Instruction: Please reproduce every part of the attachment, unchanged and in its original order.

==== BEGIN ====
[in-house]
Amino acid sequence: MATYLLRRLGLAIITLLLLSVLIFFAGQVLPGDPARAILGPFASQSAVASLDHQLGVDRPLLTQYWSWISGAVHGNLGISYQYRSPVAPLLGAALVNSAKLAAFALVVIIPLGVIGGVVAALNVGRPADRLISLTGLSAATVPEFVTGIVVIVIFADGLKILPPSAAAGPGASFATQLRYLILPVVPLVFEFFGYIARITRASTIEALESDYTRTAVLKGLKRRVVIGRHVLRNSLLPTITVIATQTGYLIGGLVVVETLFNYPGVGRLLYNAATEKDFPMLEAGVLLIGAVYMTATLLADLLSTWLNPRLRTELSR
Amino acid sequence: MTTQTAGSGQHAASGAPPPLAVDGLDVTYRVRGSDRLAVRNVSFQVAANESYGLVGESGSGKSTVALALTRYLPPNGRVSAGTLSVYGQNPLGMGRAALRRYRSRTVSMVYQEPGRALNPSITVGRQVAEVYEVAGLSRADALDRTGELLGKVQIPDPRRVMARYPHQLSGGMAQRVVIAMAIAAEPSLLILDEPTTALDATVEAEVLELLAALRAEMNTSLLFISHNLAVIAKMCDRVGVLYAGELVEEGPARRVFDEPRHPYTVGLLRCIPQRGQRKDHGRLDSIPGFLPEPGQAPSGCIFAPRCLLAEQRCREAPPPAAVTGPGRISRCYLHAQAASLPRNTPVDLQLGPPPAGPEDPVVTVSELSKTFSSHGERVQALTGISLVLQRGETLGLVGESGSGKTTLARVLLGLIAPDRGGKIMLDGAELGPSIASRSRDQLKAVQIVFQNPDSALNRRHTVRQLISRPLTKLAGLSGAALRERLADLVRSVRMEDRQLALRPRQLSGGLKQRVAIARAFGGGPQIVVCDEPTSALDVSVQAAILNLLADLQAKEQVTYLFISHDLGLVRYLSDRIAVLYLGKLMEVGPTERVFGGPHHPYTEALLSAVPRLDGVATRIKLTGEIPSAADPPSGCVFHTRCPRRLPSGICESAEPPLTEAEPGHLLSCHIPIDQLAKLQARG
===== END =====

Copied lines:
[in-house]
Amino acid sequence: MATYLLRRLGLAIITLLLLSVLIFFAGQVLPGDPARAILGPFASQSAVASLDHQLGVDRPLLTQYWSWISGAVHGNLGISYQYRSPVAPLLGAALVNSAKLAAFALVVIIPLGVIGGVVAALNVGRPADRLISLTGLSAATVPEFVTGIVVIVIFADGLKILPPSAAAGPGASFATQLRYLILPVVPLVFEFFGYIARITRASTIEALESDYTRTAVLKGLKRRVVIGRHVLRNSLLPTITVIATQTGYLIGGLVVVETLFNYPGVGRLLYNAATEKDFPMLEAGVLLIGAVYMTATLLADLLSTWLNPRLRTELSR
Amino acid sequence: MTTQTAGSGQHAASGAPPPLAVDGLDVTYRVRGSDRLAVRNVSFQVAANESYGLVGESGSGKSTVALALTRYLPPNGRVSAGTLSVYGQNPLGMGRAALRRYRSRTVSMVYQEPGRALNPSITVGRQVAEVYEVAGLSRADALDRTGELLGKVQIPDPRRVMARYPHQLSGGMAQRVVIAMAIAAEPSLLILDEPTTALDATVEAEVLELLAALRAEMNTSLLFISHNLAVIAKMCDRVGVLYAGELVEEGPARRVFDEPRHPYTVGLLRCIPQRGQRKDHGRLDSIPGFLPEPGQAPSGCIFAPRCLLAEQRCREAPPPAAVTGPGRISRCYLHAQAASLPRNTPVDLQLGPPPAGPEDPVVTVSELSKTFSSHGERVQALTGISLVLQRGETLGLVGESGSGKTTLARVLLGLIAPDRGGKIMLDGAELGPSIASRSRDQLKAVQIVFQNPDSALNRRHTVRQLISRPLTKLAGLSGAALRERLADLVRSVRMEDRQLALRPRQLSGGLKQRVAIARAFGGGPQIVVCDEPTSALDVSVQAAILNLLADLQAKEQVTYLFISHDLGLVRYLSDRIAVLYLGKLMEVGPTERVFGGPHHPYTEALLSAVPRLDGVATRIKLTGEIPSAADPPSGCVFHTRCPRRLPSGICESAEPPLTEAEPGHLLSCHIPIDQLAKLQARG